Mike Cameron does not have some official standing to speak on behalf of Marlins fans or anything. But he did end his career in a Marlins uniform, and was able, for a little while, to see the workings of that place. Based on this interview he gave to Maureen Mullen of CSNNewEngland.com, those workings are pretty ugly.
He goes on about how no free agent who has a choice of teams will ever play for the Marlins given the lack of stability there, and says this about the overall situation:
“It just kind of pissed me off the way they’re doing things and baseball is kind of allowing it. That’s ridiculous. Basically, they lied to the people, they lied to everybody. You get a new stadium and then this happens? That’s not good for baseball.”
I think those are the two salient points here: (1) the lying to people about the team’s direction against the backdrop of the stadium deal and their claim that a ballpark would make it all better; and (2) baseball doing absolutely nothing about it.
Yesterday Mike Trout left the Marlins-Angels game after hurting his thumb while sliding head first into second base. After the game the Angels talked about it as if it were just a sprain. Trout had an MRI today, however, and the diagnosis is far worse: he has a torn thumb ligament.
While a treatment option has not yet been chosen, surgery is a possibility. A certainty is that he’ll miss, at the very least, several weeks of play. He has been placed on the disabled list for the first time in his career.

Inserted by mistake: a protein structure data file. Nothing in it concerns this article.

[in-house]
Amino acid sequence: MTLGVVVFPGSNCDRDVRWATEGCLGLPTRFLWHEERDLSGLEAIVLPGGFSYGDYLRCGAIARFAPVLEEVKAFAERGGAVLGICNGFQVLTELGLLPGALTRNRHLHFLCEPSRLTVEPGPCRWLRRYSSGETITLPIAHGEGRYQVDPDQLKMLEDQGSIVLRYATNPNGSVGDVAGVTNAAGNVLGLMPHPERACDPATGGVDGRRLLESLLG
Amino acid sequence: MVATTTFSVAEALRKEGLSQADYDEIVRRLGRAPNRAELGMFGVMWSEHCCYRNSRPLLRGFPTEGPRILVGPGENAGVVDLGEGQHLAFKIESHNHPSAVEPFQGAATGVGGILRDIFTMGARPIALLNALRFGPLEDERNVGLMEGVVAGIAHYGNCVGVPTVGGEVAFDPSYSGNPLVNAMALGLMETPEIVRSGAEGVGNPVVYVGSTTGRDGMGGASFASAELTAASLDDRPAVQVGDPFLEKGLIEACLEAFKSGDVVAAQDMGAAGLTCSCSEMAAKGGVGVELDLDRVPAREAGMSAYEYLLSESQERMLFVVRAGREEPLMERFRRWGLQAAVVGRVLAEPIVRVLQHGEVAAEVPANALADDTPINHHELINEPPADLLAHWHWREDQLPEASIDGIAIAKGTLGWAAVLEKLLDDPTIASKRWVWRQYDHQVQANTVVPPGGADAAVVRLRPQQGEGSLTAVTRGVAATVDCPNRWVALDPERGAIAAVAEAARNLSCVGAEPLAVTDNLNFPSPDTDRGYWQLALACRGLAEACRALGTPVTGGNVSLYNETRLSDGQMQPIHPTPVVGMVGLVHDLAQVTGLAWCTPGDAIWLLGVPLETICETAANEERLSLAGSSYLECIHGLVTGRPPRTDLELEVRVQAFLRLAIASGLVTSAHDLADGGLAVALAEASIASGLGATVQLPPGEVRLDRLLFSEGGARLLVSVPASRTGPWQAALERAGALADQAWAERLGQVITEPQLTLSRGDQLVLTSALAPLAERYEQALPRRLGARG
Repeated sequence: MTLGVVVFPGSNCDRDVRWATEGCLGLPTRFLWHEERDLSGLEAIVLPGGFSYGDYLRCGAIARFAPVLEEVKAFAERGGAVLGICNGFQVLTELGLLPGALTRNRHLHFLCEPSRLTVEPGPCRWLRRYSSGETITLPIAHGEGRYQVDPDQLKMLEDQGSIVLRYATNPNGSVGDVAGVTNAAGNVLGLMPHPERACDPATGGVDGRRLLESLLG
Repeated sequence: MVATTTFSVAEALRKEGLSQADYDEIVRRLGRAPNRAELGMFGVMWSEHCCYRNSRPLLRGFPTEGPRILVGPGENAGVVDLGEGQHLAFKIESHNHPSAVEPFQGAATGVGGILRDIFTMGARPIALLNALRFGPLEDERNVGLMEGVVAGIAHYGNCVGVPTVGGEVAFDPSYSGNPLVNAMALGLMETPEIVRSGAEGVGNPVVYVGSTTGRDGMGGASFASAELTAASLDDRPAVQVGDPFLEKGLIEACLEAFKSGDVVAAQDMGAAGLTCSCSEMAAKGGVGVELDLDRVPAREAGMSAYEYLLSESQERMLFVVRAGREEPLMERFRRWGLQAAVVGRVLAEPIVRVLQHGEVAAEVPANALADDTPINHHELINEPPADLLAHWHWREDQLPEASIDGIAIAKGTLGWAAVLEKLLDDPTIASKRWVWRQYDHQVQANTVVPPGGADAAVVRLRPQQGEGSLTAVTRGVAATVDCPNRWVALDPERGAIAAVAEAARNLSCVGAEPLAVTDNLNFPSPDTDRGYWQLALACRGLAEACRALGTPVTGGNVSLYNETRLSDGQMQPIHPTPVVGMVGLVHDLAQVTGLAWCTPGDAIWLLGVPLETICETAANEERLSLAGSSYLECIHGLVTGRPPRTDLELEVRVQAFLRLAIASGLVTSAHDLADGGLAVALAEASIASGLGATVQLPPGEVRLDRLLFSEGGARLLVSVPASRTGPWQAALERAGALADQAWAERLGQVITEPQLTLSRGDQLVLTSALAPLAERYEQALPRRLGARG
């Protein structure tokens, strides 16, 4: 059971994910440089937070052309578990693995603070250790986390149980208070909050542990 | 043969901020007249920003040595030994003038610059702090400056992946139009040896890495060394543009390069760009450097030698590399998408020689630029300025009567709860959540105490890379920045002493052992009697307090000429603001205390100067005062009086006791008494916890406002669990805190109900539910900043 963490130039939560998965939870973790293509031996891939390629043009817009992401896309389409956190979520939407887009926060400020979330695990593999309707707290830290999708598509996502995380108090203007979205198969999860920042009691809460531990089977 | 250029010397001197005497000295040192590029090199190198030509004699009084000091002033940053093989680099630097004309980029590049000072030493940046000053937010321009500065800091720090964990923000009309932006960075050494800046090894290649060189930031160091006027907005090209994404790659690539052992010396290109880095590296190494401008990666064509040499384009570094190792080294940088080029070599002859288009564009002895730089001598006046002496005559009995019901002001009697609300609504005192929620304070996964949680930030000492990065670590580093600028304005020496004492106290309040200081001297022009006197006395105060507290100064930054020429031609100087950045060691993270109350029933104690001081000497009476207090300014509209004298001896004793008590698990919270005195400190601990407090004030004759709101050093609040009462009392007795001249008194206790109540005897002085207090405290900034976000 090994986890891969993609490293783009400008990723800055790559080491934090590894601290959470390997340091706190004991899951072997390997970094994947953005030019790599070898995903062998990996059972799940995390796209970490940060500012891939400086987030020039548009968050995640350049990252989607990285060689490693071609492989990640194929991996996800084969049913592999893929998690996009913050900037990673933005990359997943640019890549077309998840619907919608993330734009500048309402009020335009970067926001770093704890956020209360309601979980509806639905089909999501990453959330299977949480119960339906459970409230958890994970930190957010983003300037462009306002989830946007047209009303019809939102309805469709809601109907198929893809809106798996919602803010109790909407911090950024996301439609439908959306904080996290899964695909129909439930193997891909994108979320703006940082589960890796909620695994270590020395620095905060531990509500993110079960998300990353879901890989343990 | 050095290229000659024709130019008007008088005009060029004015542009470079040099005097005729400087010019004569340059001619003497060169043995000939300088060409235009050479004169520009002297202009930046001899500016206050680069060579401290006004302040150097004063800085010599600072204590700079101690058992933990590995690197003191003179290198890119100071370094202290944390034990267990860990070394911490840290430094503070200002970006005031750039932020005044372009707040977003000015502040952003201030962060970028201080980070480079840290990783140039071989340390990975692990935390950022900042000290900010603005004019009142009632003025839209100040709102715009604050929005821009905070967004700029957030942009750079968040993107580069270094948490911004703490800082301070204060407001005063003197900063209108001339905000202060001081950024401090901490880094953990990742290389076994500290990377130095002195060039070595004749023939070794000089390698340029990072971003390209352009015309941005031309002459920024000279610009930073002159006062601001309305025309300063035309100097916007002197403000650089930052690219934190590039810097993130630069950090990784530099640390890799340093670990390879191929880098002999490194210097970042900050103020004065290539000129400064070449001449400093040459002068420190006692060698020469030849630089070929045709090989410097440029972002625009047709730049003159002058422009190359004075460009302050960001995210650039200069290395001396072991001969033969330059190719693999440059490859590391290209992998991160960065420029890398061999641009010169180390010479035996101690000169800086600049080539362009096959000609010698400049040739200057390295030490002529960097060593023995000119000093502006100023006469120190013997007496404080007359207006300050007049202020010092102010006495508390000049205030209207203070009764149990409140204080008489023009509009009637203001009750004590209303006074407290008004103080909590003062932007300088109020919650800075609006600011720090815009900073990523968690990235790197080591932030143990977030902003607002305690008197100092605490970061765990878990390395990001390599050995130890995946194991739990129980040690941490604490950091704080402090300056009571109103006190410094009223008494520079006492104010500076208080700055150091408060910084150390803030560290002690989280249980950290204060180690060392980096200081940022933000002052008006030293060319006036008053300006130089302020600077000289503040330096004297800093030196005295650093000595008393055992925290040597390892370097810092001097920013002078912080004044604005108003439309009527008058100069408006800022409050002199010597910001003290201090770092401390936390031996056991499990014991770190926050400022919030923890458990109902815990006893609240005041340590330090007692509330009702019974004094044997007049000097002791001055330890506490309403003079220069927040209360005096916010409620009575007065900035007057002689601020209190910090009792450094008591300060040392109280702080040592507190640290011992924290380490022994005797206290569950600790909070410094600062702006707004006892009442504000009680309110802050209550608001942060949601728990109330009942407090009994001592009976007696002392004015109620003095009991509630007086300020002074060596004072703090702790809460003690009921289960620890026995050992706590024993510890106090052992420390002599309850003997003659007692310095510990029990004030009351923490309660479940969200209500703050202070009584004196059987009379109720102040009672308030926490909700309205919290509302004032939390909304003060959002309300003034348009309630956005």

Trout, the reigning AL MVP and, without question, the best player in baseball, is batting .337/.461/.742 with 16 home runs, 36 RBI, 36 runs scored, and 10 stolen bases in 206 plate appearances this season. Even with the one of the weaker supporting casts in baseball, Trout had the Angels near .500 and in at least arguable contention in the AL West.
Without him, they are likely sunk. Without him, baseball is worse off.
SAN FRANCISCO — Nationals slugger Bryce Harper and San Francisco reliever Hunter Strickland both landed punches to the head during a wild brawl that erupted Monday after a hit by pitch.
Harper was hit in the right hip by Strickland’s 98 mph fastball in the eighth inning with Washington ahead 2-0.
Harper pointed the bat toward Strickland, charged the mound and fired his batting helmet wide of the pitcher. They started to swing away and they each connected as the benches and bullpens emptied.
At least two Giants players forcefully dragged Strickland from the middle of the brawl all the way into the dugout. Harper and Strickland were both ejected.
In the 2014 NL Division Series, Harper hit two home runs off Strickland. After the star’s second shot, in Game 4, he stared at Strickland as he rounded the bases.